One-on-one with Gov. Andy Beshear

Posted at 9:49 PM, Mar 17, 2020
and last updated 2020-03-17 21:49:39-04

FRANKFORT, Ky. (LEX 18) — As the coronavirus situation evolves daily, Governor Andy Beshear has been walking Kentucky through the changes that need to be made.

On Tuesday, in his first one-on-one interview since the virus hit Kentucky, Beshear told LEX 18 everyone needs to make changes so people can get through this together.

"To defeat this coronavirus - which we will, we will get through it, we will come out on the other side - we are going to have to look at all of the different places that people come together in crowds," said Beshear. "We'll have to take additional actions to make sure that's not happening. But we also really need people to take it upon themselves and to make it apart of their duty - and we're really talking about duty to each other, duty to the Commonwealth, patriotic duty to America - to make sure you are avoiding those types of situations. The more that it happens, the more we have to step in and take steps."

Beshear stressed that it all comes down to very simple tasks - good hygiene and social distancing.

"This is a very real outbreak, but we also know that all it takes to protect the people that we care about the most is social distancing - is ensuring we don't create a chance for this virus to spread," said Beshear. "So everybody out there - please - follow these guidelines and protect one another."

Beshear and medical experts say most people who get the new coronavirus will be okay. However, some people, like those in vulnerable populations, can get seriously sick. So the governor wants everyone to take steps to protect those people.

"80% of people who get the coronavirus will show little to no symptoms. But if they are not following the guidelines - what they will do is very likely spread it to someone that won't be okay. This is a virus that can really hurt the most vulnerable. Those are people over 60. Those are people with heart, lung, and kidney disease - compromised immune system, diabetes," said Beshear. "Listen, my parents are in their 70s. We all need to be responsible, not just for us, but our duty to one another."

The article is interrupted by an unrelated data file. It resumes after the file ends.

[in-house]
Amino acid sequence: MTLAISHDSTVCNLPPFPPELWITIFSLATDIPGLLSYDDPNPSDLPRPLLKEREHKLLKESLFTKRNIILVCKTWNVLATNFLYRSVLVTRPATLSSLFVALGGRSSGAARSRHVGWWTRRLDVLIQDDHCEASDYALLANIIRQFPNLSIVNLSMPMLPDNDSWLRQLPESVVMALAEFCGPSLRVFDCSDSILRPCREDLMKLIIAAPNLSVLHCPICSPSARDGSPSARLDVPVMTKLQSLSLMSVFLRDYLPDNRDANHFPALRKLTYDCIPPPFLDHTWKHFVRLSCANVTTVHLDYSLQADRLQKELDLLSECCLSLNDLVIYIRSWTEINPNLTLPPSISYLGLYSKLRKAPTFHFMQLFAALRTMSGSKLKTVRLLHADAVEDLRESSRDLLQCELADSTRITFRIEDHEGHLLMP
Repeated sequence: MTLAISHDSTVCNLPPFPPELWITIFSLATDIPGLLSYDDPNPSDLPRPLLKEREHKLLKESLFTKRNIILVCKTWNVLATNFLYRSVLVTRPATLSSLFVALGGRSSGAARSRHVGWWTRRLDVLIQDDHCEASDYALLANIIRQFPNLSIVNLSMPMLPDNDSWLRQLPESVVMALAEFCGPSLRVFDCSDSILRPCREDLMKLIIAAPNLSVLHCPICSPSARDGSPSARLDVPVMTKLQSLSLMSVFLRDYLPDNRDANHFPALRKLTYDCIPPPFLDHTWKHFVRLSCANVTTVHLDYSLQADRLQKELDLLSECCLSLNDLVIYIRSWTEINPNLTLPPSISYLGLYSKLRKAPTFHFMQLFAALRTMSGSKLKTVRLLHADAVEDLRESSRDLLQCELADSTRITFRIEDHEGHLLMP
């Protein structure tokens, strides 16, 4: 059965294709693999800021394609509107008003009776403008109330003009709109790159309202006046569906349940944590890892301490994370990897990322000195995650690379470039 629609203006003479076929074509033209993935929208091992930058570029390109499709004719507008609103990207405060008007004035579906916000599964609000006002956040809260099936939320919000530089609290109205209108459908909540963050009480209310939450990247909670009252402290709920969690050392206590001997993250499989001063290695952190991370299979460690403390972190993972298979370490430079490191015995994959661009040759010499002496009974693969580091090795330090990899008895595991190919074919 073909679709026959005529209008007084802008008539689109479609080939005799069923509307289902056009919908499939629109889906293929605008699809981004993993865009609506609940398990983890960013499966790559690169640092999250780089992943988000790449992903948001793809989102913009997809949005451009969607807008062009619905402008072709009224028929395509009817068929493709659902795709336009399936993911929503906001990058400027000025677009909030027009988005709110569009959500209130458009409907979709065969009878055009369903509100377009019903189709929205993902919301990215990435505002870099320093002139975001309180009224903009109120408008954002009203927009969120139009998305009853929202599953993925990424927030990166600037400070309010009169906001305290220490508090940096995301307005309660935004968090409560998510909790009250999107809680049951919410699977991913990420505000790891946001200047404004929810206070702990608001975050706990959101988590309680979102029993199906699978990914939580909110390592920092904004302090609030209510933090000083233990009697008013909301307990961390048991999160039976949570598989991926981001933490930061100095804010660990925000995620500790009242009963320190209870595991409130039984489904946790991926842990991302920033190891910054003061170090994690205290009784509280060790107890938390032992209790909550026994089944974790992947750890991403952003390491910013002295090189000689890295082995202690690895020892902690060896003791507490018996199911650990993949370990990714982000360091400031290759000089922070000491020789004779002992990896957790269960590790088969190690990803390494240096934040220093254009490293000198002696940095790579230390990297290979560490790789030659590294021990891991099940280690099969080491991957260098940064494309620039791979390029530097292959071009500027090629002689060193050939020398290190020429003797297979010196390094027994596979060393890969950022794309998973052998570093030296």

Beshear says this is a situation that requires everyone's help and kindness.

"If you aren't following the guidelines - if you're intentionally engaging in the type of activities where you're choosing to go to crowds - you're not helping and you may be hurting others who are depending on us to do the right thing to defeat this virus," said Beshear. "I believe everyone out there can and should follow the guidelines - and we need you to. If you see people that aren't, say something - but be nice. The most important thing to get through this is that we stay calm, and that we ultimately be nice and kind to each other."

Part of social distancing includes working remote. The governor has been encouraging employers to allow their employees to work from home, if possible.

"What I'd say to those employers, you have a duty too," said Beshear. "Look at your business and your business model. Spread people out, offer paid sick leave. These are all steps, that if you take, prevent us from possibly having to take other steps."

Beshear stressed that no event right now is too big to postpone or cancel. He says everyone should follow the example of Churchill Downs - which postponed the Kentucky Derby - and put people's safety first.

"Let me say to Churchill Downs - thank you," said Beshear. "That is an incredibly responsible decision. I know how much the Derby means to that company and their bottom line. They are truly putting people first - even above their business, and they're a publicly traded company. That's the type of example that we need to see. Others doing the same is really important."